Recent Amendments to the Companies (Incorporation) Rules, 2014

By Husain Kader

The Ministry of Corporate Affairs (MCA) has issued a recent notification dated 16th October, 2019 notifying the Companies (Incorporation) Eight Amendment Rules, 2019 to amend the Companies (Incorporation) Rules, 2014.

The amendments are summarised below:

Sr No. Particulars Erstwhile Provision After Amendment Remarks
1. Undesirable Names


Rule 8A

Earlier if the name of the proposed company included a registered trademark then approval from the owner or the applicant for registration of trademark had to be obtained by the promoters of the proposed company before making name application to ROC. Now the option to get approval from the applicant for registration of trademark has been removed.


Now approval has to be obtained from the owner only.

The Owner and applicant for registration of trademark could be two different persons and therefore earlier there was an option.


Now the rule has been made more stringent and the approval of the present owner is necessary.

2. Active Company Tagging Identities and Verification (ACTIVE)


Rule 25A

Earlier if a company was marked as ACTIVE-non-compliant than unless e-Form ACTIVE was filed the company was not able request for any changes in director information by filing Form DIR-12 except in case of cessation. Now if a company is marked as ACTIVE-non-compliant than it will not be able to request for any changes in director information except in the following cases:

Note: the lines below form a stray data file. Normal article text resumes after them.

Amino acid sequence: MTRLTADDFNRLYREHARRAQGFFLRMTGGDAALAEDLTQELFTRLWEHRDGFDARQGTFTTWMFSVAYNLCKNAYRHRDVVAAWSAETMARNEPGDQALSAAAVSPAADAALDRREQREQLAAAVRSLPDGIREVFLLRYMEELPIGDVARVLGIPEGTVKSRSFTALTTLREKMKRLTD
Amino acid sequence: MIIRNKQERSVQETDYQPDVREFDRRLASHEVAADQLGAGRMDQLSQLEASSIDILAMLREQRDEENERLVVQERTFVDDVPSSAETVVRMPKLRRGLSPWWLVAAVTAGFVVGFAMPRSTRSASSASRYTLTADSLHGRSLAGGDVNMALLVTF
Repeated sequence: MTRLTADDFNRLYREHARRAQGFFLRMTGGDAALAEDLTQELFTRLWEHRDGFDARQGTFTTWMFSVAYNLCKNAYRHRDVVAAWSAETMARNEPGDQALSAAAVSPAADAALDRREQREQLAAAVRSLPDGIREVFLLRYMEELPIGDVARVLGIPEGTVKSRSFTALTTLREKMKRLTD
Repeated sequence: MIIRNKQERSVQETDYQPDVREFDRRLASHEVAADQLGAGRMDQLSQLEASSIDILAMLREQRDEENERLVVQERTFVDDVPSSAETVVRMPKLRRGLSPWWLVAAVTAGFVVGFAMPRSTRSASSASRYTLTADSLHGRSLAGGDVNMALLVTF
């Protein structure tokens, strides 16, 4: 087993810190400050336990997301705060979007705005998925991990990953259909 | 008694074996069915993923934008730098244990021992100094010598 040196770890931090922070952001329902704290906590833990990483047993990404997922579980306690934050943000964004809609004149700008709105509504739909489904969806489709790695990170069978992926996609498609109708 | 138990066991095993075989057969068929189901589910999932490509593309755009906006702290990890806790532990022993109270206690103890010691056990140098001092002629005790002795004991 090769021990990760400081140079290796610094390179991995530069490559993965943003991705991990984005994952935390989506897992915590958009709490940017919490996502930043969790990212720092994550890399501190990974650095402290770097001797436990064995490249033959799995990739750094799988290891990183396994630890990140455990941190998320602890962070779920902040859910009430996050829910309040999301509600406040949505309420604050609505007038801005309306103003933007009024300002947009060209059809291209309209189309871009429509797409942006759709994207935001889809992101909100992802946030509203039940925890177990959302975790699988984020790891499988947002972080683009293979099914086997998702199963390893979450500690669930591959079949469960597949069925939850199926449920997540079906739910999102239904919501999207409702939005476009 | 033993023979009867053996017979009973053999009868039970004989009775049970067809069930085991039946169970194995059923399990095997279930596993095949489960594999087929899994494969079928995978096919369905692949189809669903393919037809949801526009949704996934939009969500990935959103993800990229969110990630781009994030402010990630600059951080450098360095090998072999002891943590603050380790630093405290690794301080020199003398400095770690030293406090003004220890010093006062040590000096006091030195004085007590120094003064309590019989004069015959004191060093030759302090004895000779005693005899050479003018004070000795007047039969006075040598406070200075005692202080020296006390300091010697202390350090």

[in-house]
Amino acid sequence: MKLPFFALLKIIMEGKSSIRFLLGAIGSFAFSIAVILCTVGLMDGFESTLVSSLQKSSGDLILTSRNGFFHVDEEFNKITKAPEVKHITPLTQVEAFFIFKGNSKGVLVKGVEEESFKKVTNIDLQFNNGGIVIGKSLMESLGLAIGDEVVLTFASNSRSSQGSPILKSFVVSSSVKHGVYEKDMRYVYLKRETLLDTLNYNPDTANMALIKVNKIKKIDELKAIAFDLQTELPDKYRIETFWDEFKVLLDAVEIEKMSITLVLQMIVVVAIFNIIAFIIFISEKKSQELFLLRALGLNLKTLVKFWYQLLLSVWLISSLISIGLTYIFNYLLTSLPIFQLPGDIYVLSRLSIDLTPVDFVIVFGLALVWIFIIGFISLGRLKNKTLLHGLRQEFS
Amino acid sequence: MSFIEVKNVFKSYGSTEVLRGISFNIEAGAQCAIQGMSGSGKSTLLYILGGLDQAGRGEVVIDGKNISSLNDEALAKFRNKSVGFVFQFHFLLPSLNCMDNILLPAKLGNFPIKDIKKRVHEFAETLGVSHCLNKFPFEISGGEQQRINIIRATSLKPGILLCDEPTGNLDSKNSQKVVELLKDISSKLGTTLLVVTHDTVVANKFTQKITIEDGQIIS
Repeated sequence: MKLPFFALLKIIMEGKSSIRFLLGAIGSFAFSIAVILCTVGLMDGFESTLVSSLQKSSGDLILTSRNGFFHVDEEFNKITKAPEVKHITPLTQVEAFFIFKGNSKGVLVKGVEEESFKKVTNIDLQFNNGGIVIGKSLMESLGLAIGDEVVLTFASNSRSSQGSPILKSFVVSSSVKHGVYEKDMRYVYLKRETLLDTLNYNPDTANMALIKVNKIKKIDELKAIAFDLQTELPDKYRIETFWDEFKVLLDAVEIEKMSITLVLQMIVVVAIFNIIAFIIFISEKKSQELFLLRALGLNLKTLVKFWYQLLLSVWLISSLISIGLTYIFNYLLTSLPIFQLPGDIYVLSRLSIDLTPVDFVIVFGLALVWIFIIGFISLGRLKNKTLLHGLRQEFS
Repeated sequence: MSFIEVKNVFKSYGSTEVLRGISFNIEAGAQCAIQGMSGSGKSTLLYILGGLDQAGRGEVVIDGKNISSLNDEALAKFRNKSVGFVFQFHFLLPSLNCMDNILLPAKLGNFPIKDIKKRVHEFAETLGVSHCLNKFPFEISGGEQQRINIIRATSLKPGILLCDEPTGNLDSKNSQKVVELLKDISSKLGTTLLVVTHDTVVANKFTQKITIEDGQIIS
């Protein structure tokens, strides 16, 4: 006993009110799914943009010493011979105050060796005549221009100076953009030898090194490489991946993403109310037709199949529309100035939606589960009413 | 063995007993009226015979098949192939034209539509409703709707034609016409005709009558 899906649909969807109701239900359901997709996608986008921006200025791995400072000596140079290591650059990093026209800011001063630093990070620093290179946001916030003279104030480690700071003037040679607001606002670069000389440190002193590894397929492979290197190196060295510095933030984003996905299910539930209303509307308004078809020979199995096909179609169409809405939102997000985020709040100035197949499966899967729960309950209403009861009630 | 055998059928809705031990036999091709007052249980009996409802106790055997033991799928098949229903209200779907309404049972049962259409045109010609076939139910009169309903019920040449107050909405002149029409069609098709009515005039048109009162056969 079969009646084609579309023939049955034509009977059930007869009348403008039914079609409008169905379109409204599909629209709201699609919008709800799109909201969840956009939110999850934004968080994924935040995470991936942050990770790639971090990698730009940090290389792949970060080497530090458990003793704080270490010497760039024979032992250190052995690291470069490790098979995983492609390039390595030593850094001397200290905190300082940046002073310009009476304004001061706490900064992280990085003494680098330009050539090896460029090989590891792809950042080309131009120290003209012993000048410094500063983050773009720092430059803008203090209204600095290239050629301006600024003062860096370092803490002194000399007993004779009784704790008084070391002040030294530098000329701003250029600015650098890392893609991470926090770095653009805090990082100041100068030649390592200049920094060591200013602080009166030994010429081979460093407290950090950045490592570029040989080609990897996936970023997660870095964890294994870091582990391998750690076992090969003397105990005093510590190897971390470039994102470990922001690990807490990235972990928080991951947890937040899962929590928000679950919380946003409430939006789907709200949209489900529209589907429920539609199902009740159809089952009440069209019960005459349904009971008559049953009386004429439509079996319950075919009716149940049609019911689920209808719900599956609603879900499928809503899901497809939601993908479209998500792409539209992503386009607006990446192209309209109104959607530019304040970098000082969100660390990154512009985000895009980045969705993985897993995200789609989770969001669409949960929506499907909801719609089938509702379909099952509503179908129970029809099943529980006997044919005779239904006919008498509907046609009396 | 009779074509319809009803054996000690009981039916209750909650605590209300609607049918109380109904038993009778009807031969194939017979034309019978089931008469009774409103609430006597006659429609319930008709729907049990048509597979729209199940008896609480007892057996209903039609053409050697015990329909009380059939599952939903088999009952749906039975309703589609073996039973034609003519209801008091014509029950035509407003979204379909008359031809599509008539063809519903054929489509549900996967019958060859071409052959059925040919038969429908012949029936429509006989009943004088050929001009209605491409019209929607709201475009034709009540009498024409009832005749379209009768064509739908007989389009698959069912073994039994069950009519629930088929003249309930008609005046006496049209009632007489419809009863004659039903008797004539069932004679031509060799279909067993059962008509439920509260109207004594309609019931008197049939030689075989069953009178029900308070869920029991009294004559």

1.   cessation of any director; or

2.   appointment of directors in a company where total number of directors fall below the minimum limit as provided in the Act on disqualification of all or any of the director; or

3.   appointment of any director in such company where DINs of all or any of its director(s) have been deactivated; or

4.   appointment of director(s) for implementation of the order passed by the Court or Tribunal or Appellate Tribunal.

MCA has liberalized the ACTIVE rule to allow changes to be made to the information of directors to allow appointment or cessation of directors where it becomes absolutely necessary  in cases which may  lead to non-functioning of the Board of Directors of a company or non-compliance of the Companies Act.
3. Shifting of registered office within the same State


Rule 28

After amendment the MCA has added the following rules to the present provisions:


1.   The Regional Director (“RD”) shall examine the application seeking confirmation from the RD for shifting the registered office within the same State from the jurisdiction of one ROC to another ROC and the application may be put up for orders without hearing and the order either approving or rejecting the application shall be passed within 15 days of the receipt of application complete in all respects; and


2.   The certified copy of order of the RD, approving the alternation of MOA for transfer of registered office company within the same State, shall be filed in Form No. INC-28 along with fee with the Registrar of State within 30 days from the date of receipt of certified copy of the order.

The Rule has been made more stringent by the MCA whereby now an order shall be passed by the RD after examination of all the submitted documents and such order shall have to be filed in Form INC-28 (which is an added compliance to be followed) for shifting of registered office.


Important Update – Annual Filings